• Visuals and effects: At the moment the game is getting some nice comments (thanks!) about the graphic style. They can still be improved, but it is true that they can make a huge impact on the perception of the game.

Now, the ugly:

  • Slightly chaotic process: I wanted to make up for the late start, so I just started coding as soon as I pinned down the basics of the game and completely forgot about planning for several hours on Saturday evening, when I finally decided to create my usual Trello board to keep the tasks and my progress controlled. This wasn’t bad per se, but I also made a risky gamble with version control, and I completely neglected it until it was actually time to submit. Then I created and pushed the sources to Github. I was very lucky, as I didn’t run into any problems or had to roll any feature back, but the next time I should at least be more careful with that just in case.
  • Not directly related to the competition or the game, but…THAT ARTICLE (you probably know what I’m talking about, I’m not going to give it any more publicity). I read it while on the supper break and got incredibly angry.

…and what went wrong:

  • Music and unbalanced volume, and glitchy mute option. The thing I regret the most on this edition is, no doubt, the music. I wanted to make some fast-paced tune with a psychedelic vibe, but I got stuck and, when I realised that there was only one or two hours left before the deadline, I chose to leave music as I had it and moved to UI coding. I need to practice a lot more on composing the game music. Besides, the effects volume was irregular, and muting them was glitchy.
  • Difficulty progression (or lack thereof): The game can feel very hard to some people, but for those who do master it, it gets monotonous. The truth is there was no difficulty balance at all. I managed to hack a “hard mode” in the last ten minutes before the deadline for those who managed to play for more than three minutes, but that’s still not enough. Another option would have been to have more things to do, but of course that would have been more time consuming. At the moment this is probably my main goal for the post-compo version.
  • Remembering Flixel: I hadn’t touched Haxe+Flixel since the last LD, and I regretted that this week. First I had decided to upgrade the pipeline to the last version. This wasn’t particularly problematic during the Ludum itself, but I had some old projects I wanted to check for references and they broke. Additionally, I always forget how anchors, pivots and positioning work on Flixel until I’ve spent a while re-checking it.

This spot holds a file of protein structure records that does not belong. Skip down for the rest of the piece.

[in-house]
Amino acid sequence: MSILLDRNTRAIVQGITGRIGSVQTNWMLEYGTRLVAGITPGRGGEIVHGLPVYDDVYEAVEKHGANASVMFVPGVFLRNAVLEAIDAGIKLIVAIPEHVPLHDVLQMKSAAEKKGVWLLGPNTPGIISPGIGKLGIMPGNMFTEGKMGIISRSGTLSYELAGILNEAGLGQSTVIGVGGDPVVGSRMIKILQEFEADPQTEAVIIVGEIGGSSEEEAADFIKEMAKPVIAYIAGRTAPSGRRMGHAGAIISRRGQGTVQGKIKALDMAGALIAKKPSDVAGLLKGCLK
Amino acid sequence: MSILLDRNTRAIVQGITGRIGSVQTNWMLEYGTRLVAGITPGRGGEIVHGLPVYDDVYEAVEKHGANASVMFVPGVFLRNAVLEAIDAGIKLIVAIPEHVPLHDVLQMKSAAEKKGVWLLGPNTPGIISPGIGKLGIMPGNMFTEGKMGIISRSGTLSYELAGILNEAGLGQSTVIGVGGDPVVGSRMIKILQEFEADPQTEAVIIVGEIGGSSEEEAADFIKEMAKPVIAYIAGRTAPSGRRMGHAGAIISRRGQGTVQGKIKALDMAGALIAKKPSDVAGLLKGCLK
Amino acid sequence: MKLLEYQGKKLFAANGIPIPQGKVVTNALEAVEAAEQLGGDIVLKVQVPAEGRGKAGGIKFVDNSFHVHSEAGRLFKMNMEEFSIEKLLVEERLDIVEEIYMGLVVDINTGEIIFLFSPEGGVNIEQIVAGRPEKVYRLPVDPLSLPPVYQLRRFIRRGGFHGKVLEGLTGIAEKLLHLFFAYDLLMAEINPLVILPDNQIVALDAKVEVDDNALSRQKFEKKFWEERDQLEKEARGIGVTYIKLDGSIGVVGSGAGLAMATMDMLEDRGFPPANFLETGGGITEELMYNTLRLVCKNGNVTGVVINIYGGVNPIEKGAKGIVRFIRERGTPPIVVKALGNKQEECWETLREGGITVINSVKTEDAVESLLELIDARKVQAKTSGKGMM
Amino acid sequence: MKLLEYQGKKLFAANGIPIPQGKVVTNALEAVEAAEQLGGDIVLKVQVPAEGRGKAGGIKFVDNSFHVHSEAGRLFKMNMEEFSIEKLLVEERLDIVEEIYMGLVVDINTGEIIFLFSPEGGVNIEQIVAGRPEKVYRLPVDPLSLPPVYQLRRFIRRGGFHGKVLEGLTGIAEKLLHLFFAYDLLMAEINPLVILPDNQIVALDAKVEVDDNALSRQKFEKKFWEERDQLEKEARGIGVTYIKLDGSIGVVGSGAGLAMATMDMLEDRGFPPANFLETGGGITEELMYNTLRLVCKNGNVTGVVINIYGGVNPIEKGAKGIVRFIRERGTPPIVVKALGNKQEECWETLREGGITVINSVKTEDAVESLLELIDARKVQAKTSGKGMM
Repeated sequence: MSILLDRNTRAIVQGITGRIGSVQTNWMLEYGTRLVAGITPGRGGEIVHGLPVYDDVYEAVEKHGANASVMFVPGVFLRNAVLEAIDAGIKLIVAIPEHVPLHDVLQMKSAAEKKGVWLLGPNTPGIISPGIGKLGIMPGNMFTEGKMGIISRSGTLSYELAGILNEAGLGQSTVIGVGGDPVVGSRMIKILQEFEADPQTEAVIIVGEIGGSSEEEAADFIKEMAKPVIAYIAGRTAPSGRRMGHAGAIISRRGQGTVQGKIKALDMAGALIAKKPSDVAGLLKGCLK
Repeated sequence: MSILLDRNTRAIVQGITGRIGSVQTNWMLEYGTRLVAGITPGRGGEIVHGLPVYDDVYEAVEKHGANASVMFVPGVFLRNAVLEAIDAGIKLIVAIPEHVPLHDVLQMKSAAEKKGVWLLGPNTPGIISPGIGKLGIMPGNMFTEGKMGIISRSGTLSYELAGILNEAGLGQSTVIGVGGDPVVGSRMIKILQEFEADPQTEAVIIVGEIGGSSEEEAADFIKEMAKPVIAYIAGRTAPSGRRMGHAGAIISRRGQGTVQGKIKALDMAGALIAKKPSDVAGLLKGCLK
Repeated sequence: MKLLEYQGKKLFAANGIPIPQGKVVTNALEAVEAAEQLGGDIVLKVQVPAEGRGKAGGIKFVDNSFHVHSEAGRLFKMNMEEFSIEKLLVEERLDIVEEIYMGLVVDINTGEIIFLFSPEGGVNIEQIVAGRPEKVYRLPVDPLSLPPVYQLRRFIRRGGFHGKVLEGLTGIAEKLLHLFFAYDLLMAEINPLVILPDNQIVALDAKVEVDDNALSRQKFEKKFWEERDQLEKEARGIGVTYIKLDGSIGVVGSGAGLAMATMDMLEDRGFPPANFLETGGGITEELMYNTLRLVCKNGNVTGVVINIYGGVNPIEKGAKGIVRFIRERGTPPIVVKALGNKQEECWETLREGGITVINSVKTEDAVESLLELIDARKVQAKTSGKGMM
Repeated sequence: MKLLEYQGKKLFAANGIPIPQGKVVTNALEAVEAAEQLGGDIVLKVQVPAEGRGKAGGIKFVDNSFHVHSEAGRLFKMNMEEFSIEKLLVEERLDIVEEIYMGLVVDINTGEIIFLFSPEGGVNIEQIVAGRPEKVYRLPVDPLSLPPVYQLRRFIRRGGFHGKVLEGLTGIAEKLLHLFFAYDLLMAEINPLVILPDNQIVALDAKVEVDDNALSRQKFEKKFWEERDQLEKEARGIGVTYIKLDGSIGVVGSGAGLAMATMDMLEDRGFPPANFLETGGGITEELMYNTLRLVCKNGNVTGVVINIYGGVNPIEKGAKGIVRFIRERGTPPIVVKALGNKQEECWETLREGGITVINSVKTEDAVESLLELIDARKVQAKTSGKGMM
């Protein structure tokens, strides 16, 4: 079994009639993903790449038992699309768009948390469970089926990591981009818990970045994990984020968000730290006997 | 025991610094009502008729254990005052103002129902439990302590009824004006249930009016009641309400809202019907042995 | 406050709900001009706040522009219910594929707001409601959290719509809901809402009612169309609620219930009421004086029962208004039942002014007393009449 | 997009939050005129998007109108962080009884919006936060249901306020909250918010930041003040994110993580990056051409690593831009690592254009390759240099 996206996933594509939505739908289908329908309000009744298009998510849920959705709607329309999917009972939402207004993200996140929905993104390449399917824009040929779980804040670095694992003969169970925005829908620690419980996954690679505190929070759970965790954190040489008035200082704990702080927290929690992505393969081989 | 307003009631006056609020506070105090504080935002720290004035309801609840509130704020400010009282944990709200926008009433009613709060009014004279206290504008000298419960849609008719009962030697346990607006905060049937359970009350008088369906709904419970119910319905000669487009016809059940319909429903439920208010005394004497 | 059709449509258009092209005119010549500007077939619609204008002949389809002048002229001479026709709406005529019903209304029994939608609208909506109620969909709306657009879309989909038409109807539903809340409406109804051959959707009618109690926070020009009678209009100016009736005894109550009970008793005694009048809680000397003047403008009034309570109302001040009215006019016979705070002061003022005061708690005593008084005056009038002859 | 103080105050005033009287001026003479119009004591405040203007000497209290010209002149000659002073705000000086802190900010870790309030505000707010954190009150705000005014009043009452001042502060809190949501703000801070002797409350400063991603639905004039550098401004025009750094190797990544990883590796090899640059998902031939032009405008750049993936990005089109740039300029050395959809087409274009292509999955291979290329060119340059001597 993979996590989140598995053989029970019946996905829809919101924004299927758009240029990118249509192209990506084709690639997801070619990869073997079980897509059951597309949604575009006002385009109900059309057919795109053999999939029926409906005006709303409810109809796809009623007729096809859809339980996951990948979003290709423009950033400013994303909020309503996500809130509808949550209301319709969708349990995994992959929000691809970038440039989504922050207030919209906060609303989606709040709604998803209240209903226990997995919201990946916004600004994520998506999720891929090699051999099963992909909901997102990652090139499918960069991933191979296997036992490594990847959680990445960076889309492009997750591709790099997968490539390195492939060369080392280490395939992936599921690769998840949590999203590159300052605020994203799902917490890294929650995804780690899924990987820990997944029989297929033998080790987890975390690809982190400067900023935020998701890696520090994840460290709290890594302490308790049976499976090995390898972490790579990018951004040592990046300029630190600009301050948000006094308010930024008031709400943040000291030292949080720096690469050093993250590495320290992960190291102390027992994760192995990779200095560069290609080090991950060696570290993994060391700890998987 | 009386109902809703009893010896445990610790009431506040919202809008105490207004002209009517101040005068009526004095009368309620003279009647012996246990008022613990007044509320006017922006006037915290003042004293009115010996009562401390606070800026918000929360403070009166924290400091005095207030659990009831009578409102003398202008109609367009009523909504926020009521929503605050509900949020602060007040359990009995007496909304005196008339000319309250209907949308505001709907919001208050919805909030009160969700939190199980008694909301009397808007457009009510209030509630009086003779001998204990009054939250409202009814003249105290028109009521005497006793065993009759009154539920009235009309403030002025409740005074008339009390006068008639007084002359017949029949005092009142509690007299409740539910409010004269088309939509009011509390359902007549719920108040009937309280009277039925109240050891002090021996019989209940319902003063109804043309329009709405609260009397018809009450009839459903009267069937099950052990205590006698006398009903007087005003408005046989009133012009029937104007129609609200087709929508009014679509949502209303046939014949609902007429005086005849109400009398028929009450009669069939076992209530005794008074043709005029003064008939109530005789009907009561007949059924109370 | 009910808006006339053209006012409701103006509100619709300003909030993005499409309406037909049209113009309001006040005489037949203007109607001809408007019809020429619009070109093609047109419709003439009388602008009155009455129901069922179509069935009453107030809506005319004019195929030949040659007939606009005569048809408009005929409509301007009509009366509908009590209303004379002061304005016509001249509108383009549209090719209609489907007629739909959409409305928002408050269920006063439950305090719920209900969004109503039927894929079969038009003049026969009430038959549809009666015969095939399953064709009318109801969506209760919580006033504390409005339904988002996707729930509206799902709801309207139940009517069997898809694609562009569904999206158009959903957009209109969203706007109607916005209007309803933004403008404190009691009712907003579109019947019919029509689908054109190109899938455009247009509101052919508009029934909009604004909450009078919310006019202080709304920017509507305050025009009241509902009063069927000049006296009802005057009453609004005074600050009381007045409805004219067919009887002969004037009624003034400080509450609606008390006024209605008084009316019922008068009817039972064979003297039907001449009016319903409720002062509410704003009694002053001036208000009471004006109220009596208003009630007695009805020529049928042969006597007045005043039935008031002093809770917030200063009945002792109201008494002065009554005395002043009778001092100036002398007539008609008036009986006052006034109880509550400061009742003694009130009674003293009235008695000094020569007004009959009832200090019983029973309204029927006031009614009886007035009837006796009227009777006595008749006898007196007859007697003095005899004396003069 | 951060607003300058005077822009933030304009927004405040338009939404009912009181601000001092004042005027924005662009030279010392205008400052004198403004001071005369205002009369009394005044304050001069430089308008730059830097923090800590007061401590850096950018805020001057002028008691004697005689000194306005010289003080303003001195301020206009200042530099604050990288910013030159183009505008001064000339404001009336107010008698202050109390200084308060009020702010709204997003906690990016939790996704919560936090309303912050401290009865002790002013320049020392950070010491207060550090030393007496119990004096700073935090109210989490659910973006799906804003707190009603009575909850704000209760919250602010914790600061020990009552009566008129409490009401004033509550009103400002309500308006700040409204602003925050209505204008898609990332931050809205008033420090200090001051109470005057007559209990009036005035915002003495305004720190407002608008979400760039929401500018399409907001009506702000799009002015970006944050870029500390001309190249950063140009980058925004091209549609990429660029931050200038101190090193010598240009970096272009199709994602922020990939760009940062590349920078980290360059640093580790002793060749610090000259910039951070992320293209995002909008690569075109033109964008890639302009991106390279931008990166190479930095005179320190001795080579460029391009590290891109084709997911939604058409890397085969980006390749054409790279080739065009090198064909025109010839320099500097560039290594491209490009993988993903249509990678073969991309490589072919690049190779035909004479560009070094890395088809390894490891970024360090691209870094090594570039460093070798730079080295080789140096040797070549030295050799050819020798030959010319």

• Performance, esp. HTML5: I wanted to release the main build as HTML5, but it wasn’t consistently performant. At the moment you can experience hiccups on any platformer when you shoot many ships or use the blaster, but playing on Firefox or Edge was veeery slow most of the time compared to Chrome, for instance. Interestingly enough, on another project I’m currently working on on Unity, the WebGL build runs into memory issues on Chrome but not on Firefox or Edge.

Next steps:

I’ve already made some changes to a Post-Compo version (you can also find it on the submission page), but I want to add many other features that couldn’t make it into the main submission. This is a list with some of the most important ones.

  • Different control schemes and gamepad support – DONE
  • Difficulty and player progression – STARTED, still a lot left to do.
  • Decent music, and fix that darned mute.
  • More content: Bullet patterns, enemy types and behaviours, pick ups,…
  • Better movement.
  • Better visual feedback: Put the previous/next hints right on the ship, clearer indications of when you increase your score multiplier or when the blaster becomes available.
  • Better graphics: This fits more as polish, but I would like to change the graphics for almost all elements of the game, make the lines of the ships clearer, replace some UI texts with icons or bars and perhaps add some nice and trippy background effects (like in the video below, but waaay more subtle). And many more particles! ;P
  • Better performance. Of course, to support all that and not burn people’s computers I need to optimize a lot, starting as soon as possible, as I already had some problems in certain moments of gameplay.